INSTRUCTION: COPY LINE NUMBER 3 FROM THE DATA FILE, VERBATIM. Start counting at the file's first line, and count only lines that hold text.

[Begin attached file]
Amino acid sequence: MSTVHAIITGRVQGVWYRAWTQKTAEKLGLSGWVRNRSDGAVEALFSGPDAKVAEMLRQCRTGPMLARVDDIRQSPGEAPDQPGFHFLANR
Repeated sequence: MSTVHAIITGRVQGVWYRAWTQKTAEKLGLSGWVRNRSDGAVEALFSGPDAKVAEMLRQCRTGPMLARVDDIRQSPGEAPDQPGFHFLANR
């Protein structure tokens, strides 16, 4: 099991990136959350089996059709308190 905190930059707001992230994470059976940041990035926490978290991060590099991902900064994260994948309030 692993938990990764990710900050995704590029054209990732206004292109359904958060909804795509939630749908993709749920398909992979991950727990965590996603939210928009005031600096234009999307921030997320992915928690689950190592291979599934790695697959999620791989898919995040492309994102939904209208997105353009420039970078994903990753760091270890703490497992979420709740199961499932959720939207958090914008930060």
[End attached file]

């Protein structure tokens, strides 16, 4: 099991990136959350089996059709308190 905190930059707001992230994470059976940041990035926490978290991060590099991902900064994260994948309030 692993938990990764990710900050995704590029054209990732206004292109359904958060909804795509939630749908993709749920398909992979991950727990965590996603939210928009005031600096234009999307921030997320992915928690689950190592291979599934790695697959999620791989898919995040492309994102939904209208997105353009420039970078994903990753760091270890703490497992979420709740199961499932959720939207958090914008930060």